Thursday, October 16, 2014


AHOOOY Intrepid Readers!

Yours truly is back and with a tale of journey to tell!  Actually, SCOUT and I have TWO stories, but they will be added in installments.  The first story is a four day trek on minimal left-over foodstuffs that spanned mid-coast Maine from Belfast-Castine-Brooklin-Castine-Belfast, or as I like to call it, the BCBCBfest! It almost sounds like a famous punk-rock bar that is now closed in NYC, but not quite and probably not as cool.

Let's get this party started, right here on your favorite Amateur Style network!

Red = Sailing
Black = Iron Mizzen
Yellow = Rowing


The first day minus one day was spent with Cap'n Jon of TWO HEARTED.  He has a new transportation device, an expedition length Old Town Canoe Tripper XL, henceforth dubbed, "THE TRIPPAH." We spent an evening on the Kennebec and trippahed down to a Reny's, which is a Maine Institution, like Hamilton Marine, but less marine-y.  I needed a pair of muck boots, and I definitely found them, and for the right price (15$)!  My life afloat has dramatically changed with these boots.  Why did I wait so long? Thank you Reny's! (No joke, life changing).

BOOTS! and Cap'n Jon sprawling around.  But the BOOTS!

Characteristically late, and catching the last of the outgoing tide before it became a threat to forward progress I sailed out of Belfast Harbor with a stiff Southwesterly sea breeze coming up Penobscot Bay.  Think:  Outgoing tide, incoming wind.  Since I was in a rush, I was in t-shirt and didn't button up the center cockpit under the tonneau cover.  Woops.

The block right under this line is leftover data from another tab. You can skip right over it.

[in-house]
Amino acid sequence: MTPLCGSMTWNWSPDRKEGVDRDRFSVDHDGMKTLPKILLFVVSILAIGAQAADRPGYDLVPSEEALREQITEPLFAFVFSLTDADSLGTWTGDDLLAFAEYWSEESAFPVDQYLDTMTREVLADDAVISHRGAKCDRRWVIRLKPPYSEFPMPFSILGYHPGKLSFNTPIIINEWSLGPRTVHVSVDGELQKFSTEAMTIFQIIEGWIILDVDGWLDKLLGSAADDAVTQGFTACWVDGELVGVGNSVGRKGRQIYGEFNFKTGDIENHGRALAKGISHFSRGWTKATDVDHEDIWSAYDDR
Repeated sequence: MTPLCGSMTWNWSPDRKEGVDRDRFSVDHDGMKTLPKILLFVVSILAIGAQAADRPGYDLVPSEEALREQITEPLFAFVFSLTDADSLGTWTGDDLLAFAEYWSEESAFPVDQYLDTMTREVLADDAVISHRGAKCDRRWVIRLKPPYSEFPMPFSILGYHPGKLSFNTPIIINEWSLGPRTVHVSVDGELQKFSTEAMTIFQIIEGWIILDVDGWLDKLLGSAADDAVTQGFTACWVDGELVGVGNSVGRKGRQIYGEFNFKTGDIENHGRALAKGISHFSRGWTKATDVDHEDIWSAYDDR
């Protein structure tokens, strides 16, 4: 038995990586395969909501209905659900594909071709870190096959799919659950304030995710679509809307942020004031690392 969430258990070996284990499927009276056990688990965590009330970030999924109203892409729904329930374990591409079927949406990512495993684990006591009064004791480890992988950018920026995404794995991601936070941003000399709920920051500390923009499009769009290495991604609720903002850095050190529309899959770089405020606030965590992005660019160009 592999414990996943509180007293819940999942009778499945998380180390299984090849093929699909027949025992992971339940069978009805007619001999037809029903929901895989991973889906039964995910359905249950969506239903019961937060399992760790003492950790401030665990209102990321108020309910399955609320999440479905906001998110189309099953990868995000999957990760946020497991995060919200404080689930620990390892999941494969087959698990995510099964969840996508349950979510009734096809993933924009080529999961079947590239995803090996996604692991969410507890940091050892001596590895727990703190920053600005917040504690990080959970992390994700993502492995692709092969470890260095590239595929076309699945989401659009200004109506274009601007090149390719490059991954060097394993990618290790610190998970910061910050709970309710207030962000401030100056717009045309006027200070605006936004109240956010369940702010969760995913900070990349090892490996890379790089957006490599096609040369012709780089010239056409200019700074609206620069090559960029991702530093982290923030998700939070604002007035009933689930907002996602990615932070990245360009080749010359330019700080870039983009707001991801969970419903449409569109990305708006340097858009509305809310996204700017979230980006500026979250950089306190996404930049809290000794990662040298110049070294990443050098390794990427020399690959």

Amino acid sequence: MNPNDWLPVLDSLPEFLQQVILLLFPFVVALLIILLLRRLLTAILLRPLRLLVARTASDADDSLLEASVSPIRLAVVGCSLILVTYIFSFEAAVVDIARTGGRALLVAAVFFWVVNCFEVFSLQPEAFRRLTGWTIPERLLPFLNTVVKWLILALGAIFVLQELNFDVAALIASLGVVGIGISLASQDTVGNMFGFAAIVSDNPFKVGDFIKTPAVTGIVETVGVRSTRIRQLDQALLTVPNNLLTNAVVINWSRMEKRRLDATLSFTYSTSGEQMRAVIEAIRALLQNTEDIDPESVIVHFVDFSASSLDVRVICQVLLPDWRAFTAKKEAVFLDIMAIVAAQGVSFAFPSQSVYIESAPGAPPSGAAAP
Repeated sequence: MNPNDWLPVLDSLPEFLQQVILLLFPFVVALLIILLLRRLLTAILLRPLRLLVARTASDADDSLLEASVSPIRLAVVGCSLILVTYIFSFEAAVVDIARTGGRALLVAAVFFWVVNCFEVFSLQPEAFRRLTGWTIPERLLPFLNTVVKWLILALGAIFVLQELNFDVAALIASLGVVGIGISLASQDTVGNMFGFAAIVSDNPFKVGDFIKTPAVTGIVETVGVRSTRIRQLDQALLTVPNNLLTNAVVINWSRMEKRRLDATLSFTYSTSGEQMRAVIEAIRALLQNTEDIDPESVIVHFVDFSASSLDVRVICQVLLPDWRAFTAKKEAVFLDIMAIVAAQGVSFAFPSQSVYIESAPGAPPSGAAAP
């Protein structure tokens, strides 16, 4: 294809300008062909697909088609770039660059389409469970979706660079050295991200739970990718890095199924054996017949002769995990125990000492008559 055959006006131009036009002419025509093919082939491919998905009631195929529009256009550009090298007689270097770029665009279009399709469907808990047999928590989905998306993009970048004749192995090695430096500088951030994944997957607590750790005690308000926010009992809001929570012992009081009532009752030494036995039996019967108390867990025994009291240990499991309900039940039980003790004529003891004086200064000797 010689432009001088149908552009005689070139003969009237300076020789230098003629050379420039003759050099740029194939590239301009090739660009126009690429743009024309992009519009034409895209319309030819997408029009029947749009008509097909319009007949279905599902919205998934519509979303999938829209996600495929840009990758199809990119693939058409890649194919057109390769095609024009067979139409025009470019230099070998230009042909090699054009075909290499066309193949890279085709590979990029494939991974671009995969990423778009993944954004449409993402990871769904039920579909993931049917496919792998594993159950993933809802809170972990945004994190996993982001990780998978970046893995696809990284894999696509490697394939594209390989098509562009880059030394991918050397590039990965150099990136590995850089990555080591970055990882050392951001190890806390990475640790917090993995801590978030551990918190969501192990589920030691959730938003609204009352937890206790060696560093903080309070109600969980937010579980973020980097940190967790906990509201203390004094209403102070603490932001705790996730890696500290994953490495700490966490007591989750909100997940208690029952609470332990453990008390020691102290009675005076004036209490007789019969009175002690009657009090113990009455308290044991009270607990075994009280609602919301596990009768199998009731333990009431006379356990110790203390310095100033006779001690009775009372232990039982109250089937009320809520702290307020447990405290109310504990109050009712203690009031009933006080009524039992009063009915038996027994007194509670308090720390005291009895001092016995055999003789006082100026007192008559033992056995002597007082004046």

Half way across Penobscot to the north end of Isleboro, I ended up stuffing the bow into the chop.  The Sea Pearl has some great design features.  The water I was shipping aboard flowed back to the aft cockpit, and drained out the stern (I thoughtfully opened the plug), and so swamping wasn't too much an issue.  The bow-stuff maneuver was a first time event for me, and SCOUT shook it off and kept marching forward.  I ended up reefing multiple times as the further I left Belfast behind the higher the wind velocity and the steeper the chop.  It got to a point where I was taking so much water I put on my dry-suit.  My heart rate was up, a tad.

I stayed very determined on the north point of Isleboro, because I knew when I cleared that, the fetch would diminish significantly and I could enjoy some calmer waters.  The goal was Castine, and I planned to throw the hook in a little harbor between the Ram Islands.

Entering the lee from Isleboro and calmer waters

Everything is soaked.  Canvas bags worked! Sleeping bag dry.

Four wraps in on the mainsail reef.

Safe harbor in Ram Island with Castine in the distance.

Something big this way comes.

Did I mention my new boots?!  Life is awesome!